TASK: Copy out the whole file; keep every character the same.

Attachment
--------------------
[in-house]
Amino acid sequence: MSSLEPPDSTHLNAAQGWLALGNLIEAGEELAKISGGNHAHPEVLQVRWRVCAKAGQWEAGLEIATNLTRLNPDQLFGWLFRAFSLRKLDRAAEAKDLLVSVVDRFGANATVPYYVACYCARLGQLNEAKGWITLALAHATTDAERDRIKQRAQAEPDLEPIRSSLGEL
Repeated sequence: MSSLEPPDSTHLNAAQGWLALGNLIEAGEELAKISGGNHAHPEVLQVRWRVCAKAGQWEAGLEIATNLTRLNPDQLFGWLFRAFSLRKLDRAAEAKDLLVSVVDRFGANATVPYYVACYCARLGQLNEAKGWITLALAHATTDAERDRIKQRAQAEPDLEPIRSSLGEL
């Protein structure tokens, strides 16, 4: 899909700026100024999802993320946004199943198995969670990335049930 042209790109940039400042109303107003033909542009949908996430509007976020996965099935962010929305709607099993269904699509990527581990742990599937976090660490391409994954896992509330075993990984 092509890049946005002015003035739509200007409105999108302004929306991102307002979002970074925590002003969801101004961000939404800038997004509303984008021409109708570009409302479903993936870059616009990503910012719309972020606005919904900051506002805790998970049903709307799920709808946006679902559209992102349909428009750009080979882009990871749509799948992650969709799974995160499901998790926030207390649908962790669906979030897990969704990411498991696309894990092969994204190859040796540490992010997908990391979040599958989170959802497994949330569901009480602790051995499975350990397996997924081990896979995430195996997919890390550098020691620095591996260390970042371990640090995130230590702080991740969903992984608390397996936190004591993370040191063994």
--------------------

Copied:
[in-house]
Amino acid sequence: MSSLEPPDSTHLNAAQGWLALGNLIEAGEELAKISGGNHAHPEVLQVRWRVCAKAGQWEAGLEIATNLTRLNPDQLFGWLFRAFSLRKLDRAAEAKDLLVSVVDRFGANATVPYYVACYCARLGQLNEAKGWITLALAHATTDAERDRIKQRAQAEPDLEPIRSSLGEL
Repeated sequence: MSSLEPPDSTHLNAAQGWLALGNLIEAGEELAKISGGNHAHPEVLQVRWRVCAKAGQWEAGLEIATNLTRLNPDQLFGWLFRAFSLRKLDRAAEAKDLLVSVVDRFGANATVPYYVACYCARLGQLNEAKGWITLALAHATTDAERDRIKQRAQAEPDLEPIRSSLGEL
């Protein structure tokens, strides 16, 4: 899909700026100024999802993320946004199943198995969670990335049930 042209790109940039400042109303107003033909542009949908996430509007976020996965099935962010929305709607099993269904699509990527581990742990599937976090660490391409994954896992509330075993990984 092509890049946005002015003035739509200007409105999108302004929306991102307002979002970074925590002003969801101004961000939404800038997004509303984008021409109708570009409302479903993936870059616009990503910012719309972020606005919904900051506002805790998970049903709307799920709808946006679902559209992102349909428009750009080979882009990871749509799948992650969709799974995160499901998790926030207390649908962790669906979030897990969704990411498991696309894990092969994204190859040796540490992010997908990391979040599958989170959802497994949330569901009480602790051995499975350990397996997924081990896979995430195996997919890390550098020691620095591996260390970042371990640090995130230590702080991740969903992984608390397996936190004591993370040191063994």